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Alan Rudwick collection

Reference Code: GBR/0115/RCS/Y30448J

Scope and Contents

Loose photographs taken by Alan Rudwick unless otherwise indicated. All photographs are 215 x 165 mm unless otherwise stated. They fall into two groups; photographs of trade castles (1-28) and other views, chiefly of Achimota. Along the West Africa coast are the remains of more than 40 castles and fortified posts set up by European nations engaged in commerce, including the Transatlantic slave trade, with West Africa, the greatest concentration being in what became the Gold Coast, now Ghana. The order of the entries follows their position from west to east along the coast. The castles represented in numerical order of the photographs: Princestown: Gross-Friedrichsburg (1) - this castle was the headquarters of the Brandenburg merchants and was begun in 1683; Dixcove Fort (2) - an English fort was begun on this spot in the 1690s; it has endured many sieges and has undergone a great deal of rebuilding; Elmina: St George's Castle (3-11) - this site was first occupied by the Portuguese in 1482, passed into Dutch hands in 1637 and was sold to Britain in 1872. It has undergone many architectural changes in this period; Elmina: Fort St Jago (12-14) - this stands on a hill near Elmina Castle: it was fortified by the Dutch in the 1630s and the present building was begun in the 1660s; Cape Coast Castle (15-17) - this was the main English castle and its construction dates from the 1770s; Anomaboe: Fort William (18-21) - this British fort was begun in 1753. Its eastern block is now used as rest house, and the northern as a post office; Cormantin: Fort Amsterdam (22-23) - the fort was built by the Dutch in the 17th Century; Christiansborg [now Accra] (24-28) - this castle is on a site which was originally built on by the Swedes, occupied by the Dutch, and taken by the Danes in 1661. It was gradually developed into a major building, but was severely damaged by an earthquake in 1872, 12 years after the British had bought the Danish possessions. It eventually became Government House for the Gold Coast and was substantially rebuilt.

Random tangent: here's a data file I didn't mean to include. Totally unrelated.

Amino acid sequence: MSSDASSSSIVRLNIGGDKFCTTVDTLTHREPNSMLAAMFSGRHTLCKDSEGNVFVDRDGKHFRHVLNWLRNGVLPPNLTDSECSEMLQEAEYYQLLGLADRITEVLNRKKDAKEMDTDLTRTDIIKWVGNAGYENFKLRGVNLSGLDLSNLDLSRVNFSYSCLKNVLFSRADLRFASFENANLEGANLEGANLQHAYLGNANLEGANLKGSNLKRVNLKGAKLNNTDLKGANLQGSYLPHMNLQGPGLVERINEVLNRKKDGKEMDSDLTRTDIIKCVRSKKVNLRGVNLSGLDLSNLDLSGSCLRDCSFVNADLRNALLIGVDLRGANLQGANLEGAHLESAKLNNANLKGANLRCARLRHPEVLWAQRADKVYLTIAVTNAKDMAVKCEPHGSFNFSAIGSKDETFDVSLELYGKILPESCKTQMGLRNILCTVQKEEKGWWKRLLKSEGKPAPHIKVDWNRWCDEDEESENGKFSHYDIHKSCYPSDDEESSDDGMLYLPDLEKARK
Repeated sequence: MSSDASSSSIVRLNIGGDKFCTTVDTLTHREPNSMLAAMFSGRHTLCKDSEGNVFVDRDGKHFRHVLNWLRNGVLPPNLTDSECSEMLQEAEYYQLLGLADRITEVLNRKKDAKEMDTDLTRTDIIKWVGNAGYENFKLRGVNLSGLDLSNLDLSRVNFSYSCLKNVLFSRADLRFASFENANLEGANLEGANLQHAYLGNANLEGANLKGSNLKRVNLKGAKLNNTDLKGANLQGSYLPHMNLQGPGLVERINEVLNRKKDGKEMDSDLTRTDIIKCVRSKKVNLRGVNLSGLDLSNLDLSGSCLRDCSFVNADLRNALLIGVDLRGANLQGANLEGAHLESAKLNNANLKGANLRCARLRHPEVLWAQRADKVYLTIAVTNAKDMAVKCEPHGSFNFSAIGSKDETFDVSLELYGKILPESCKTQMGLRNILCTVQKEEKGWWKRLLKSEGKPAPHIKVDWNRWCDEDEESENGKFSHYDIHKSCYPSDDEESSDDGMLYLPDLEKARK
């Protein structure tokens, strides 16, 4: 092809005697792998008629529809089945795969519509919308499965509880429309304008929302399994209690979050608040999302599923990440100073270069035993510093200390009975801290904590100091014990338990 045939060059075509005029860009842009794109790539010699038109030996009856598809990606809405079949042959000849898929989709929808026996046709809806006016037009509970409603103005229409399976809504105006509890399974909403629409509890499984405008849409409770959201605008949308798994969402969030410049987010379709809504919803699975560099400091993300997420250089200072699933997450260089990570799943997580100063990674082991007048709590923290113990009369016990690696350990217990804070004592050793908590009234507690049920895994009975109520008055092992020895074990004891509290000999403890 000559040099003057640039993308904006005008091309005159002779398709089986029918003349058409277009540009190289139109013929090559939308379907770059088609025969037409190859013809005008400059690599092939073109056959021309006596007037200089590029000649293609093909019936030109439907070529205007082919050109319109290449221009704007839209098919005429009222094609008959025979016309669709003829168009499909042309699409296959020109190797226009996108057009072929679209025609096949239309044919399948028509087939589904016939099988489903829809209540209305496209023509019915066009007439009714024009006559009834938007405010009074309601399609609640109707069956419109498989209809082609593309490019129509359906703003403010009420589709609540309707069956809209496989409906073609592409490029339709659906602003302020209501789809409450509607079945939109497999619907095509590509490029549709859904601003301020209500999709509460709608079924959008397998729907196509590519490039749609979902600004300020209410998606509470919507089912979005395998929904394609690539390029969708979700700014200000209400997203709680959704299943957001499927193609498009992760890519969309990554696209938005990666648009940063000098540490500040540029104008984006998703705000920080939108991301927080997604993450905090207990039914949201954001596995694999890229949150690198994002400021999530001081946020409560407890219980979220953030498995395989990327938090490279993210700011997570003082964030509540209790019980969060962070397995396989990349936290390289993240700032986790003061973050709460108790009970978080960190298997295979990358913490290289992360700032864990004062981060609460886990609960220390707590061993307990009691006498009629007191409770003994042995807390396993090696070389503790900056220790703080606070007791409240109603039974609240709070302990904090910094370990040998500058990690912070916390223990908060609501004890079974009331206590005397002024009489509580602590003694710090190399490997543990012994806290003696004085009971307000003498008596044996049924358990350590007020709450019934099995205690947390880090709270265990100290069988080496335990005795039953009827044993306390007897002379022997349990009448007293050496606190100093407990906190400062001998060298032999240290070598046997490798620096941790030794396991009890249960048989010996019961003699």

• Creation: 1950 - 1969


Conditions Governing Access

Unless restrictions apply, the collection is open for consultation by researchers using the Manuscripts Reading Room at Cambridge University Library. For further details on conditions governing access please contact Information about opening hours and obtaining a Cambridge University Library reader's ticket is available from the Library's website (

Conditions Governing Use

Copyright was assigned to Cambridge University Library in 2002. Please contact to request or license images from this collection.

Biographical / Historical

Alan Rudwick was Headmaster of Achimota College, Ghana between 1965 and 1977.


1 file(s) (48 images in 1 file)

Language of Materials


Physical Characteristics and Technical Requirements

Photographs are in good condition unless otherwise stated.

Immediate Source of Acquisition

Presented by Alan Rudwick in March 1986.

Related Materials

Other photographs of Achimota are at: Y30448G; Y30448H and Y30448I.


This collection level description was updated by PJ using information from the original typescript catalogue. The history, architecture and present condition of these buildings was meticulously researched by Professor A.W. Lawrence in 1951-1957 and his book Trade castles and forts of West Africa (1963), London : J. Cape is the standard work on the subject. It has been used for background information in the list.

Date information

DateText: 1950s-1960s ? Dates from photographs where available..


Rudwick, Alan, fl 1965-1977, headmaster

2002-11-18 14:13:57+00:00
Language of description
Script of description

Repository Details

Part of the Cambridge University Library Repository

Cambridge University Library
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Cambridge CB3 9DR United Kingdom